Magic Jewball

all signs point to no

 

Hold me closer, Tony Danza

Filed under : News,The Internets,TV
On October 18, 2010
At 9:30 am
Comments : 3

I see a lot of TV, my TV is on all the time… and yet I watch almost nothing. I have no idea what’s on any of the big networks or what reality show everyone is buzzing about right now. Names go by in blog posts like Snooki and Taylor Momsen and it’s hard for me to know what makes them famous. But it wasn’t always this way. When I was a kid, I watched all the big primetime shows and the reruns of ones which had been on before I was born. Even now I can tell you the plots of almost every episode of The Brady Bunch, Gilligan’s Island, The Flintstones, Charlie’s Angels, Dynasty, Fantasy Island, Seinfeld, The Simpsons, Friends, Law & Order, and lots more. But somehow, by the time I got my first DVR in 2002, I wasn’t really watching episodic TV. I know this because I never once used the function (you who have TiVos may know it as Season Pass but there’s no particular name for it on the ReplayTV) which records an entire season of something. I suppose the closest I ever came was Lost, which I started watching because I have a thing about plane crashes. Anyone who has watched Lost knows it had about as much to do with aviation as Gilligan’s Island had to do with boating, but I felt good having something to talk about in the office kitchenette and on the Internet. Frankly, as I’ve said many times, I never had any idea what was going on at any time in that show.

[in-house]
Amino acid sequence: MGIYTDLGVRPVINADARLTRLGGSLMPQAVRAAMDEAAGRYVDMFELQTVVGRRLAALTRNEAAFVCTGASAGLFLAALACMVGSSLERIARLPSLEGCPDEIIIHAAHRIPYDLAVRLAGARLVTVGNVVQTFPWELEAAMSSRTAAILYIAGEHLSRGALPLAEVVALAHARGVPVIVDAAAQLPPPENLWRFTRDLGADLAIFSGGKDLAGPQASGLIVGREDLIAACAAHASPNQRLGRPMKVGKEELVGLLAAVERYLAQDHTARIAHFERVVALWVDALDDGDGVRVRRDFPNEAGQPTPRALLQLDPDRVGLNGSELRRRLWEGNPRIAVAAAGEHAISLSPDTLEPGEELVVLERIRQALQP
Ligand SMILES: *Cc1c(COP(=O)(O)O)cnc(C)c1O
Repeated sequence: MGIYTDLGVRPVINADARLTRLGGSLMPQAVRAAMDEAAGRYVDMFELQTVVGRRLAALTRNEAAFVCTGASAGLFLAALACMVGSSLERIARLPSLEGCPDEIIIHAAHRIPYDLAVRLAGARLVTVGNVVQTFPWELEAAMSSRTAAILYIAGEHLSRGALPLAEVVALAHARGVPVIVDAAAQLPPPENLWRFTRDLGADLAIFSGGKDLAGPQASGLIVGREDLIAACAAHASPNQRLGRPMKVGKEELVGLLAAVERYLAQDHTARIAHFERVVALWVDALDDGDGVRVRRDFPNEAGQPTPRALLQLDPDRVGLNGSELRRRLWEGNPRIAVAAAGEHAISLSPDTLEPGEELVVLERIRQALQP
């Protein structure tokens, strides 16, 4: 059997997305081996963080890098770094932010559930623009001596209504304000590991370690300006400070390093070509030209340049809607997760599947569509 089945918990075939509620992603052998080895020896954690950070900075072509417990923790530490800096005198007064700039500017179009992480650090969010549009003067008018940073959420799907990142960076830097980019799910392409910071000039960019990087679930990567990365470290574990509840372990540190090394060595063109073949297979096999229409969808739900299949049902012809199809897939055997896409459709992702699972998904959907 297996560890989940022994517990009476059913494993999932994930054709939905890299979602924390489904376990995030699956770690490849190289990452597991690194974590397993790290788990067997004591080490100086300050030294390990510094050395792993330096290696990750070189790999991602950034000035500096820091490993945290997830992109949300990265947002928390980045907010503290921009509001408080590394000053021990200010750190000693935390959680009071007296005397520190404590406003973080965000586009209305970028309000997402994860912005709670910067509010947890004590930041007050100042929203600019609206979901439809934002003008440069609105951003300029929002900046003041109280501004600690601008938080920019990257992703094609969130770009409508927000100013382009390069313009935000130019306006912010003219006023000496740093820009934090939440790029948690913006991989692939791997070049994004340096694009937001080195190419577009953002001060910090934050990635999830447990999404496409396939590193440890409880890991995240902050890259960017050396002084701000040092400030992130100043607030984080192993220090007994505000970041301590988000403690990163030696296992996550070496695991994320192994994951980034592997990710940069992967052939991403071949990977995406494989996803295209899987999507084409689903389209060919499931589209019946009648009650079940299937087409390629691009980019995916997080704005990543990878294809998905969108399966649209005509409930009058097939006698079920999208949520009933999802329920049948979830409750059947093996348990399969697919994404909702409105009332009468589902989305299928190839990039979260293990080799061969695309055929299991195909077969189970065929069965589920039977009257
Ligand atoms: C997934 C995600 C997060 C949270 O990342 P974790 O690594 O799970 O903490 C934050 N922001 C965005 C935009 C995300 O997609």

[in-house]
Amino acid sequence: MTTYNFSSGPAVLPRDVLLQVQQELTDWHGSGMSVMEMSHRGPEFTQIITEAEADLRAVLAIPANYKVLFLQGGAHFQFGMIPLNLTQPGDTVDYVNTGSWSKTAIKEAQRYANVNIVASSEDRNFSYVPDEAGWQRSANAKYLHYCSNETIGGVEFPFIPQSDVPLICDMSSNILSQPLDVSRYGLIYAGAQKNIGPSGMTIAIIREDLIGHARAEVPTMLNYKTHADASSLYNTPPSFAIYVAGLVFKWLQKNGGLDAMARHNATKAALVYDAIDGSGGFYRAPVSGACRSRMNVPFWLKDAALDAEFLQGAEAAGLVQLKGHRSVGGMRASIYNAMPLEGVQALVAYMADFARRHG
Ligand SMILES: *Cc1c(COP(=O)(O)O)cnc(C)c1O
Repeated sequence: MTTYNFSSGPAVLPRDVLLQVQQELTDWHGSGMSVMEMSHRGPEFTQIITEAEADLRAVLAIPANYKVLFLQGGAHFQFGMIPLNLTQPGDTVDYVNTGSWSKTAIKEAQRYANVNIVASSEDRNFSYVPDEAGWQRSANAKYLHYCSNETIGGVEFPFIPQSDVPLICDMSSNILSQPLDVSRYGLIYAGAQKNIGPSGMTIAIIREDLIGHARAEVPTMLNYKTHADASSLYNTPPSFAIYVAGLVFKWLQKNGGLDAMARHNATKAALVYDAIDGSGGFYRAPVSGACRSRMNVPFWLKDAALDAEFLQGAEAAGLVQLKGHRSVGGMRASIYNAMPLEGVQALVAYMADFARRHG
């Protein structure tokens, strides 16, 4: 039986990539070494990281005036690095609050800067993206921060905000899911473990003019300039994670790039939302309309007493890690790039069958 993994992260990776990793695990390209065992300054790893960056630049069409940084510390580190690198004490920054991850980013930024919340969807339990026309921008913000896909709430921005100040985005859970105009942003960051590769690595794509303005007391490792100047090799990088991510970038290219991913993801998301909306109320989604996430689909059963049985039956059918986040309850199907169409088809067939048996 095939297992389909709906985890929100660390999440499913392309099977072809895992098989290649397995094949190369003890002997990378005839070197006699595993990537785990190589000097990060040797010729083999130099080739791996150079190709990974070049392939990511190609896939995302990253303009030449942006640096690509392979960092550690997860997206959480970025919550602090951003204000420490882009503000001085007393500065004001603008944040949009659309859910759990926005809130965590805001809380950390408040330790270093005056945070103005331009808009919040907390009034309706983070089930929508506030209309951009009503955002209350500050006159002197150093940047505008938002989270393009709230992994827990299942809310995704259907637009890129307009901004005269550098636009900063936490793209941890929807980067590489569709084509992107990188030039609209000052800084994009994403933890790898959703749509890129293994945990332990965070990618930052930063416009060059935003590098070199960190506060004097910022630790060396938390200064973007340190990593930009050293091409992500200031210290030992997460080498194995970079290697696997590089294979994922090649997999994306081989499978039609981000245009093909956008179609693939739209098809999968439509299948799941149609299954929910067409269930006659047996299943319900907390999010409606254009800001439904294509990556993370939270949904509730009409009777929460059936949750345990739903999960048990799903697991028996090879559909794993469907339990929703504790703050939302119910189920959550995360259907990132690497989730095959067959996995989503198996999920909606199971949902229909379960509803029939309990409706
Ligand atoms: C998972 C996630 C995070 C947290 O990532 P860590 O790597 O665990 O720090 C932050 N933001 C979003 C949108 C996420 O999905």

I actually watched the very first reality show of the new generation, Survivor. In fact, on the ultimate show where the winner was decided, I had a guest visiting from Israel where Survivor was unknown and he could not believe that I wouldn’t go out until the show was over. “Don’t you have a VCR?” he asked (this was in, I think, 2000, remember). But I was too afraid of hearing it somewhere else. By the second season, it was devoid of any interest for me because everyone in it had seen the first season and knew how to play it. Of course, there were other reality shows and I have tried to like them. I liked Trading Spaces and Queer Eye For the Straight Guy but after a couple of seasons (or sooner) you realize it’s always the same show. I watched some of Flavor of Love, because I happened to flip past it one day and was stunned by its over-the-topness. I tried Biggest Loser and Wife Swap because they seemed like interesting concepts but in the end I just cringed and felt embarrassed for everyone on them. When I watch most reality TV, I feel like a voyeur, and maybe a little dirty. So I stopped watching most of them except sometimes Cake Boss, because, well, I like cake, and it’s often the only thing on in the middle of the night.

Nowadays, I mainly watch these things: local news (Pat Kiernan on NY1 specifically), magazine shows like 60 Minutes, sports, movies I have already seen, and reruns of shows I watched in the 80′s and 90′s. Again, I am not sure how this happened, even as I just traced the history of my waning interest in the last two paragraphs. And somehow, I, who was the person at the school lunch table who could skillfully dissect the plot of the previous evening’s Mork & Mindy, have become some sort of freak. And I am aware of this. It happened twice just this weekend. First, I had a Twitter conversation with Noshowmo were I felt like I was from Mars because I did not realize a comment about housewives in Beverly Hills was about a TV show. If you could tweet, “I am a moron, explain your tweet like I am a moron,” and not humiliate yourself, I probably would have done so.